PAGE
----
I have been privileged to work for the New Mexico Legislature over the last several sessions. I was a legislative analyst for the Senate Judiciary Committee, chaired by Los Alamos’ Sen. Richard Martinez.
This committee comprises some of the most experienced Senators and is known for its critical consideration of bills based on sound policy, consistency with existing statutes, and constitutionality.
What does an analyst do? Not all are attorneys, some are subject matter experts. Each legislative committee and the two parties have analysts during the session, and the Legislative Counsel Service has full-time staff who draft legislation year-round from a neutral perspective.
As an attorney I review proposed bills for legality and constitutionality. I research policy alternatives and legal precedents, and determine whether the proposed changes conflict with existing statutes. Research often includes looking at other states and national foundations for broad trends in legislation such as the bipartisan national Criminal Justice Reform movement. I meet with citizen advocates, lobbyists, legislators, and other analysts to discuss particular bills.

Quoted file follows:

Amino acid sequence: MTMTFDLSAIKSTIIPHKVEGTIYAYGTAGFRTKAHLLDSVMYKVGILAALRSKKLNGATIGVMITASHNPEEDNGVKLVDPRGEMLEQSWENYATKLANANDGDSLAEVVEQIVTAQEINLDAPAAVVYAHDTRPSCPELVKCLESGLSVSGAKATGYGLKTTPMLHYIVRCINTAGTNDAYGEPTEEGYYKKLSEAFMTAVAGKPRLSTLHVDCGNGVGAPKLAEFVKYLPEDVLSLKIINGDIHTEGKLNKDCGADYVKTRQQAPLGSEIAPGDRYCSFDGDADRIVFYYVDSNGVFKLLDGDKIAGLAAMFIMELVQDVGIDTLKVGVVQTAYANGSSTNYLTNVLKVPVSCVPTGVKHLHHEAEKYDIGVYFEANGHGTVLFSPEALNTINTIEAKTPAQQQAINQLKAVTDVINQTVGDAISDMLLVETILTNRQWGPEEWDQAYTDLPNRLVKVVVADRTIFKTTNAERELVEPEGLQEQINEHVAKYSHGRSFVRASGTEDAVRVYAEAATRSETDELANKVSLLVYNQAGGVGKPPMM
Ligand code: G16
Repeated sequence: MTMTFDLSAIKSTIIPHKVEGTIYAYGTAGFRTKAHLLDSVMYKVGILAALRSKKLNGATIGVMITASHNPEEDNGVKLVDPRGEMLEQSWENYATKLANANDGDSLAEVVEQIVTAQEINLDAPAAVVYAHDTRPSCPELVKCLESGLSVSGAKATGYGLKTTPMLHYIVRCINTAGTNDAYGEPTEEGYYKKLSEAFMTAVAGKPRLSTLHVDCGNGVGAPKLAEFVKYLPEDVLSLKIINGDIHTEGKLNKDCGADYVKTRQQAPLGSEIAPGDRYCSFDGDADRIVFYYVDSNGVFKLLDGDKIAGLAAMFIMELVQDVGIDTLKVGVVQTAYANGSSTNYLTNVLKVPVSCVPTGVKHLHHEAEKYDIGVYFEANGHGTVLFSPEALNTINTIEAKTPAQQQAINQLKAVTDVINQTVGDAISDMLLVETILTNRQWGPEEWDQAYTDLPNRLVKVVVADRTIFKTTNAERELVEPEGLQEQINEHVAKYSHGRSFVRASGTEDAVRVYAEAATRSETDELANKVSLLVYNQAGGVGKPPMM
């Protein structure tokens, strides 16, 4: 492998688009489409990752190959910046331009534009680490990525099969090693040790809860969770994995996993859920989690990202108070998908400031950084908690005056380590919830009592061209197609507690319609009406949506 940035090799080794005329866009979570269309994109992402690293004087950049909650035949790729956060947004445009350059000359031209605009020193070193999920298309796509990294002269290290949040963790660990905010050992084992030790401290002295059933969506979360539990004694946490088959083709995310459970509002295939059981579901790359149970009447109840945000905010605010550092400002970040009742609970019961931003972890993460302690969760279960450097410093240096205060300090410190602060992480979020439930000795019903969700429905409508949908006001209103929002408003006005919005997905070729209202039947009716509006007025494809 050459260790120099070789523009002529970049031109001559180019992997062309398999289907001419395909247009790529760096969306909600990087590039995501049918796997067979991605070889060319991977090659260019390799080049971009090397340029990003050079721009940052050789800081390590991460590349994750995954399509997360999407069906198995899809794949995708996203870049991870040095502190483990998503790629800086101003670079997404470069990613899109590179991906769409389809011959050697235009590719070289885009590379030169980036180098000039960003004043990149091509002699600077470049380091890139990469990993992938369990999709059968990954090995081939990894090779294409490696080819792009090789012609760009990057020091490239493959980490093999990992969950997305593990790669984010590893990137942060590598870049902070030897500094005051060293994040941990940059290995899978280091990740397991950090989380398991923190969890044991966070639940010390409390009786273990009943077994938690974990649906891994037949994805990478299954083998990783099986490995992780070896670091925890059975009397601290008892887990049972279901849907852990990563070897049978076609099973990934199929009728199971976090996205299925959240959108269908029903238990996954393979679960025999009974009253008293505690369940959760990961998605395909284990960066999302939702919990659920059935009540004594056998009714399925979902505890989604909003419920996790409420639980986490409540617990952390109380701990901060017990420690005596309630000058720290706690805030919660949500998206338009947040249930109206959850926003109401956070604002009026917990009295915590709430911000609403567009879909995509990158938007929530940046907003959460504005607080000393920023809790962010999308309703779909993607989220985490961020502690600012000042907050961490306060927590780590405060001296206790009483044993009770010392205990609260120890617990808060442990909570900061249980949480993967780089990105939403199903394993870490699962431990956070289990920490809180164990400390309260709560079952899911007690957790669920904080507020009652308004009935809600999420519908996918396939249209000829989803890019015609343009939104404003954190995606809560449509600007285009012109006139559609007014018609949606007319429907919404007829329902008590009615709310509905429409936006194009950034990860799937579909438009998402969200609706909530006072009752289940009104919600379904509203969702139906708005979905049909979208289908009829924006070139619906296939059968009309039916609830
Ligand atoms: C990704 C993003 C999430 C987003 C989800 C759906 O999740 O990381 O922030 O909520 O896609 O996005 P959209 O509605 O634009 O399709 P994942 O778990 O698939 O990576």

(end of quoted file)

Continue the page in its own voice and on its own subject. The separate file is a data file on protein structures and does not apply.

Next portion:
These last few years have been marked by conflict between the parties, and between legislators from both parties and the Governor. The tempo and atmosphere during the first few sessions that I worked was fast, furious and turbulent. Democrats and Republicans were often at odds with the Governor’s proposals and general political philosophy and little was accomplished. Lawmakers looked for ways to by-pass the Governor’s veto power by proposing constitutional amendments instead of statutes, such as an increase in the State’s minimum wage.
This session has seen a change of pace. There is wide recognition that the situation of New Mexico at or near the bottom of every list is the result of decades of failed policies and new approaches are necessary.
Several bipartisan initiatives have developed to address education, drug policy, and criminal justice reform. Interim committees have been working up new proposals. I hope that these signs of cooperation will carry forward next year.
Editor’s Note: Christine Chandler is vice chair of the Los Alamos County Council and candidate in the Democratic primary for the New Mexico House of Representative for District 43 – Los Alamos, Santa Fe, Rio Arriba and Sandoval counties.